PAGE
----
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Old 07-23-2014, 11:22 PM   #51
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You're talking apples and oranges. No, make that Honda Pilot and Toyota Highlander.
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Old 07-24-2014, 11:24 AM   #52
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Hi: All... Here's a peach for comparison!!! Nissan doesn't recommend the Frontier for towing a 5th. wh. I guess they never heard of the Escape 5.0 series?
Now back to the question at hand... What to tow a 19' with? Alf
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Old 07-24-2014, 04:35 PM   #53
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Rossue, thanks for the detailed log. The Toyota guy with the Nov 5 and Nov 6 responses is obviously clueless; it is unfortunate you were given this misinformation.

Hotfishtacos, as Baglo suggested I believe that Rossue read his Highlander manual carefully in response to your Pilot experience (since they are similar vehicles), and found that Toyota had no corresponding statement about WDH.

Toyota has different WDH recommendations for three of their unibody vehicles (all of which have bolt-on hitch receivers available as genuine Toyota accessories):
  • RAV4 - WDH not recommended
  • Highlander - no mention of WDH
  • Sienna - WDH required if hitch weight is over 350 pounds
I don't this this is a problem; it reflects real differences in the vehicles. The Sienna can carry a lot, but has a longer tail and smaller tires than the others so a high hitch load risks overloading the rear axle capacity. The RAV4 is the shortest, and so perhaps most vulnerable to WDH abuse.
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Old 07-24-2014, 04:43 PM   #54
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I contacted Andersen about whether or not their WDH could be used on my vehicle. There is nothing I can find from Ford/Lincoln about whether or not to use any type of WDH on the Lincoln MKX. Here is Dave's reply from Andersen:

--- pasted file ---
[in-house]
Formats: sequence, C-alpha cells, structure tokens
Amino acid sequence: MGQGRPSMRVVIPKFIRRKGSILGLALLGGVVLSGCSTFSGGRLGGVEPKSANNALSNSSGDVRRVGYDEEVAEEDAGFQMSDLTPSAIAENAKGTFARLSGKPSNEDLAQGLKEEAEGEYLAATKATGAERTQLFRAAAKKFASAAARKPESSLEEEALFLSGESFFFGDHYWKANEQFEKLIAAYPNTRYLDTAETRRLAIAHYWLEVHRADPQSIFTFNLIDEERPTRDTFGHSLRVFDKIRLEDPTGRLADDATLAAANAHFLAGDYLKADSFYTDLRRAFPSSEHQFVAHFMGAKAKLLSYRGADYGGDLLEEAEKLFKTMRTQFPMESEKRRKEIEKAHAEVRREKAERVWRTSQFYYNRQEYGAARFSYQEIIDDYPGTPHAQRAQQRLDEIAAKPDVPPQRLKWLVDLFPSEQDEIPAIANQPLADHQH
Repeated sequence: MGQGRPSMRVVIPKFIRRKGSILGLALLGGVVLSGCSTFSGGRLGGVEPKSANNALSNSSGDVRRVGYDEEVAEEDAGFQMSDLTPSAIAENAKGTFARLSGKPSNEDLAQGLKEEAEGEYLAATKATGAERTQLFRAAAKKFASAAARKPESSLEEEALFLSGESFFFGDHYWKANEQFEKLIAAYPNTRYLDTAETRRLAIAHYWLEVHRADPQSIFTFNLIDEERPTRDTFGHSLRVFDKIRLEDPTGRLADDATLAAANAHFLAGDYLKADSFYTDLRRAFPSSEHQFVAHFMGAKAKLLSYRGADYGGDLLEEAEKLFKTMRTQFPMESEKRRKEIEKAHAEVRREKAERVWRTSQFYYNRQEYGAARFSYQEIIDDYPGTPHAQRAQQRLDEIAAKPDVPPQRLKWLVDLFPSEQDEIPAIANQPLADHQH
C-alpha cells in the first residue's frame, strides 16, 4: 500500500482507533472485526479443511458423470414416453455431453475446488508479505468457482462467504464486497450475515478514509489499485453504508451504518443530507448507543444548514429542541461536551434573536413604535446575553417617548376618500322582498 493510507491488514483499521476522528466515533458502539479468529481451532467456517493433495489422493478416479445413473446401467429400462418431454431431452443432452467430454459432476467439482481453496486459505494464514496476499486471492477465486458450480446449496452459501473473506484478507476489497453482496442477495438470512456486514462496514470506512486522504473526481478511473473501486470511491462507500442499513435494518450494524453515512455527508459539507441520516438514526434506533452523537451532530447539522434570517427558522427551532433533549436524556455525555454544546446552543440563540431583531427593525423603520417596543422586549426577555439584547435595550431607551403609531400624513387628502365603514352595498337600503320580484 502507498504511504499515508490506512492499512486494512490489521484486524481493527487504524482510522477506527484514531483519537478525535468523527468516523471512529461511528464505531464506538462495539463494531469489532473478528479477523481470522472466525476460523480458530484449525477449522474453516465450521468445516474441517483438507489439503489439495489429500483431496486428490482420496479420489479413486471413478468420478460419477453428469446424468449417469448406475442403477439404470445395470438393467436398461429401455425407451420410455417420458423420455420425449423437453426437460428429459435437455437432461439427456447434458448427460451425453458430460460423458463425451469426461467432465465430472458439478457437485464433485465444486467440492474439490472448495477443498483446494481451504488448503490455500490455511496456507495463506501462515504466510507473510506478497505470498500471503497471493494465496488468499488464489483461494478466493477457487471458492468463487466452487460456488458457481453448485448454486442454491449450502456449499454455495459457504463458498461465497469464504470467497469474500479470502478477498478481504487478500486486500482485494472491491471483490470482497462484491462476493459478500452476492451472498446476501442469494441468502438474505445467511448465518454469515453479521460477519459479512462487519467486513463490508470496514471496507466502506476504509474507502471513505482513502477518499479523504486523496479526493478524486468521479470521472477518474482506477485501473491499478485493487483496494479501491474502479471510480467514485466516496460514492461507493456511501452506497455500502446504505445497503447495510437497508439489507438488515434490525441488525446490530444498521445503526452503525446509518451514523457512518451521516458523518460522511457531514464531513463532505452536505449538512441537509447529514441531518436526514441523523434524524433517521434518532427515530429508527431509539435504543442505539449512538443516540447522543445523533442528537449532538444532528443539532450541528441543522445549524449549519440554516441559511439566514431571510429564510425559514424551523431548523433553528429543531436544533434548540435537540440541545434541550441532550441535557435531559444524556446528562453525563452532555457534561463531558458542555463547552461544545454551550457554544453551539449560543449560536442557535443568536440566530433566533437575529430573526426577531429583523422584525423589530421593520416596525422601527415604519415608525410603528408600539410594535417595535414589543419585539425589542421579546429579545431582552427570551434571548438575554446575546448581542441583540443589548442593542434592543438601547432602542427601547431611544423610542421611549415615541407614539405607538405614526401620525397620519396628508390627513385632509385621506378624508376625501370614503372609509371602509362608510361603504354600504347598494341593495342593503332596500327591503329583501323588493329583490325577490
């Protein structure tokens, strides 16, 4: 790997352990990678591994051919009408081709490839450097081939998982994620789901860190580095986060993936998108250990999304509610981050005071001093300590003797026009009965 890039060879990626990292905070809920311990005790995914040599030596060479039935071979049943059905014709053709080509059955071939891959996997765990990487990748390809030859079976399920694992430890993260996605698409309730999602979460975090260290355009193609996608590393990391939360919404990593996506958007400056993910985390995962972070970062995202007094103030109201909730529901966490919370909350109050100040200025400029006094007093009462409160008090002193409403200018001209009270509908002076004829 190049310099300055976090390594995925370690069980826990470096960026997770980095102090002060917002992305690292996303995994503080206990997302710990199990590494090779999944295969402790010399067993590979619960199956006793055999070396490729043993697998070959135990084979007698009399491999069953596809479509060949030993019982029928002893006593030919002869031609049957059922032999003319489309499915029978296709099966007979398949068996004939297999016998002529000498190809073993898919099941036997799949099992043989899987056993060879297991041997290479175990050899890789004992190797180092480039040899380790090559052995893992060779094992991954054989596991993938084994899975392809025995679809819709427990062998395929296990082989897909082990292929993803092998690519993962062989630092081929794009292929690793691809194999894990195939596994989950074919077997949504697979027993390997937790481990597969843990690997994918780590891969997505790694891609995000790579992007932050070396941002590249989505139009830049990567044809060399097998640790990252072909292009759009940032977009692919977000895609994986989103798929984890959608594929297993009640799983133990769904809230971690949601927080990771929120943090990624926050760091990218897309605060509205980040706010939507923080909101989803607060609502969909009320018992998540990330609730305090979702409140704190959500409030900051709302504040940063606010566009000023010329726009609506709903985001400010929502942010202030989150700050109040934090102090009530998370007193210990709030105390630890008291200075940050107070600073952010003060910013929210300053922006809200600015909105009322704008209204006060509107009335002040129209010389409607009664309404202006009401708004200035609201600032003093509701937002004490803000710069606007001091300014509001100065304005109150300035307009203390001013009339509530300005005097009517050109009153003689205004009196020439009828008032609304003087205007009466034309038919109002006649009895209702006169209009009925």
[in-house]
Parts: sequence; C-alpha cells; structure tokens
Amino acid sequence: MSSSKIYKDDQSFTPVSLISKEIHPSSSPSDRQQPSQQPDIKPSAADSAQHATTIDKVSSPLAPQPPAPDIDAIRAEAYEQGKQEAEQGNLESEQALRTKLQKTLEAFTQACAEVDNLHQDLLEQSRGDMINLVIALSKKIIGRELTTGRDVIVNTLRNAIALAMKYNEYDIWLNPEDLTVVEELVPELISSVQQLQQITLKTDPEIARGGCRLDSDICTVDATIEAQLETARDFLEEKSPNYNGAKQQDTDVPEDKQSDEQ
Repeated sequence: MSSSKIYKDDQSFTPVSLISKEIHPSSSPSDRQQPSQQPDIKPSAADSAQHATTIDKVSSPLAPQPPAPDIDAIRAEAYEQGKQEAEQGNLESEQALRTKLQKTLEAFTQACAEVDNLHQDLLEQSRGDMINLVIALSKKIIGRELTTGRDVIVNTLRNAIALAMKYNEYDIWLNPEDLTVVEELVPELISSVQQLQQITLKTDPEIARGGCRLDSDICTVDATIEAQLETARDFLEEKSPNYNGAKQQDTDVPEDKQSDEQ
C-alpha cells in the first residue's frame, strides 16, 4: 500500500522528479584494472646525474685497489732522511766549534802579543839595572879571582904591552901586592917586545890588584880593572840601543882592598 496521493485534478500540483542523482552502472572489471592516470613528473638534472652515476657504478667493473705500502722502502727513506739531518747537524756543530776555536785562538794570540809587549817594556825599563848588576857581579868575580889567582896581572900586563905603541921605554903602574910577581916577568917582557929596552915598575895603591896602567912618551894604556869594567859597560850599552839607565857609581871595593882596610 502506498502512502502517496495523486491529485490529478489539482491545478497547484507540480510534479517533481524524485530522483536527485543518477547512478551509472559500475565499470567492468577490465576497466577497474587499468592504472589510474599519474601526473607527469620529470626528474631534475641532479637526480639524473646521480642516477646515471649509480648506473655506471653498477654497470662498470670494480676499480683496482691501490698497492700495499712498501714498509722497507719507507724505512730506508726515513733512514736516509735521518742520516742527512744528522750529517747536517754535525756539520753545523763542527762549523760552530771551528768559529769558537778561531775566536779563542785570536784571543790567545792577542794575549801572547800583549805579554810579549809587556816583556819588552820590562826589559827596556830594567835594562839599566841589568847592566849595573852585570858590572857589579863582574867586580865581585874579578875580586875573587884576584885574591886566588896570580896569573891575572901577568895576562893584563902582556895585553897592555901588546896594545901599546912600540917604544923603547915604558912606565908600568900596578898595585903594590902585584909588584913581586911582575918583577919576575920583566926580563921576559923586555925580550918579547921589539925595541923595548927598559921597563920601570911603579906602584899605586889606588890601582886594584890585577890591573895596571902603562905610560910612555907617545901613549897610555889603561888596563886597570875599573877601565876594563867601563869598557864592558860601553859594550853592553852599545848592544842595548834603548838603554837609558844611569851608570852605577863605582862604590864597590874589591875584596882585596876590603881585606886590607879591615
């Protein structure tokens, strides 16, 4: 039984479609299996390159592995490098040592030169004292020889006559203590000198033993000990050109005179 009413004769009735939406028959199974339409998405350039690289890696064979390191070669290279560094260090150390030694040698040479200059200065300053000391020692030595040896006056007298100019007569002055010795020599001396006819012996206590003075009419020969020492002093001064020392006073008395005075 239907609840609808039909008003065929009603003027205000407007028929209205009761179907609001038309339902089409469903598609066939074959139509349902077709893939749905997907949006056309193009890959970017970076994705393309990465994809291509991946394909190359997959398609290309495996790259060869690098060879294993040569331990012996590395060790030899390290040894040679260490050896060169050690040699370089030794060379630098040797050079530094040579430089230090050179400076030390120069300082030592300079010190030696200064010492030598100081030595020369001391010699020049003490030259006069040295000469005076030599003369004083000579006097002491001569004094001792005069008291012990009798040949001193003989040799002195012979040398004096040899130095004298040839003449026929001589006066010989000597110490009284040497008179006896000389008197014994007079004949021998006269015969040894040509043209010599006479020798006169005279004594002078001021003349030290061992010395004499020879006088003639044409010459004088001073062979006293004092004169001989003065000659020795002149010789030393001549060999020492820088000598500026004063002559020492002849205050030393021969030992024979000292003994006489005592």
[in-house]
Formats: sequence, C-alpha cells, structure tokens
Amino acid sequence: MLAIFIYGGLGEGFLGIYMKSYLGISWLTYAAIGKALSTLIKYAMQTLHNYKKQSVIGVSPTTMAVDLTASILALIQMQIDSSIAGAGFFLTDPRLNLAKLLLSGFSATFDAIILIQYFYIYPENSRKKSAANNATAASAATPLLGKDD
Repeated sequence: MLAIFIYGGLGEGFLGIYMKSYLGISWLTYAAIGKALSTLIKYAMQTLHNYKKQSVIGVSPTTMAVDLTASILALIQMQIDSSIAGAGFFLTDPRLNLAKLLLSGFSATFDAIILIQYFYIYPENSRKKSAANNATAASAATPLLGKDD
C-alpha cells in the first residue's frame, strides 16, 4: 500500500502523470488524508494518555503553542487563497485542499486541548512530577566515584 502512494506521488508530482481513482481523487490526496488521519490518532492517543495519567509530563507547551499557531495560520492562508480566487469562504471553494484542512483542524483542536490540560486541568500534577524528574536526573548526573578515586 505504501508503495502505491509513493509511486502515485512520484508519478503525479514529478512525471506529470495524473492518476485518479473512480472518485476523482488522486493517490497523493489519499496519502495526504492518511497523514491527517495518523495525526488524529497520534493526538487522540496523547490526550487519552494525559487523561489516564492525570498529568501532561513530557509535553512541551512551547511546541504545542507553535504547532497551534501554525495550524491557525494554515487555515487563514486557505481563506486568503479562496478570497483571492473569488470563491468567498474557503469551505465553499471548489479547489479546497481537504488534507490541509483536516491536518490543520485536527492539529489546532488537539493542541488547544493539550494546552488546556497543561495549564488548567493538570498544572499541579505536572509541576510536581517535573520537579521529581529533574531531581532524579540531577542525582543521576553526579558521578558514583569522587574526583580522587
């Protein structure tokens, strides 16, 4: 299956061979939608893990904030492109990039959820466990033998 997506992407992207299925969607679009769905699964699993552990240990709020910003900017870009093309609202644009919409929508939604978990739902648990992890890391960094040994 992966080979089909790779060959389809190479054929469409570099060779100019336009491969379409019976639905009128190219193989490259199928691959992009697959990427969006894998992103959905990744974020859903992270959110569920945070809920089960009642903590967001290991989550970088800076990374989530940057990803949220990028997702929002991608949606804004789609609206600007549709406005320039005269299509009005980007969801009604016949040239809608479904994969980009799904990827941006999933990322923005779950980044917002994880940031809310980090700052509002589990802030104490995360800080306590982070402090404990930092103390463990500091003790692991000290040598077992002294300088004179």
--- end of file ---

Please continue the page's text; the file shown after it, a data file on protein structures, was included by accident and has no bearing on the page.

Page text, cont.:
"One of the main differences between our weight distribution hitch compared to the others on the market is how the pressure is applied to the frame of the tow vehicle. The traditional spring bar setup is often never recommended on smaller tow vehicles due to the stress it can put on the frame. When a spring bar setup is installed it can be installed with enough force to lift the rear tires off of the ground of the vehicle so the frame is taking an incredible amount of stress. Our design using the cushioned urethane springs to create leverage is much less stress and we see the hitch being used on many vehicles similar to yours without causing issues with the frame. The one negative our hitch has due to not having as much stress on the frame is it can be difficult to remove almost all of the tongue weight of the trailer. Our hitch would probably be able to distribute about half of the tongue weight of your setup so you would see the back sag similar to loading the rear with 150-200 pounds or the equivalent of having someone who weighs that much standing on the bumper.

We have not heard from Ford or any manufacturer directly about the design of our hitch and we do not plan on hearing from them, the testing they would need to do to approve a product would be intense and not a profitable venture for them to pursue. I do recommend some sort of sway control on the trailer and vehicle and some people have bought our setup just for using the sway and bounce control setting.

Keep us posted if you need any information as we want you to tow safely.

Thanks,

Dave A."
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Old 07-24-2014, 04:46 PM   #55
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Highlander WDH

I checked the manual for my 2014 Highlander and could find no mention of using a WDH. The sales guy (for what it is worth) said that trailers weighing < 5000 lbs don't need a WDH, and therefor not mentioned. But like several folks here, I was told you should use a WDH with FWD vehicles. So I am going to use an Andersen when we pick up the new trailer.
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Old 07-24-2014, 04:54 PM   #56
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Quote:
Originally Posted by rbryan4 View Post
I contacted Andersen about whether or not their WDH could be used on my vehicle...
Here is Dave's reply from Andersen:

"One of the main differences between our weight distribution hitch compared to the others on the market is how the pressure is applied to the frame of the tow vehicle. The traditional spring bar setup is often never recommended on smaller tow vehicles due to the stress it can put on the frame. When a spring bar setup is installed it can be installed with enough force to lift the rear tires off of the ground of the vehicle so the frame is taking an incredible amount of stress. Our design using the cushioned urethane springs to create leverage is much less stress and we see the hitch being used on many vehicles similar to yours without causing issues with the frame. The one negative our hitch has due to not having as much stress on the frame is it can be difficult to remove almost all of the tongue weight of the trailer. Our hitch would probably be able to distribute about half of the tongue weight of your setup so you would see the back sag similar to loading the rear with 150-200 pounds or the equivalent of having someone who weighs that much standing on the bumper..."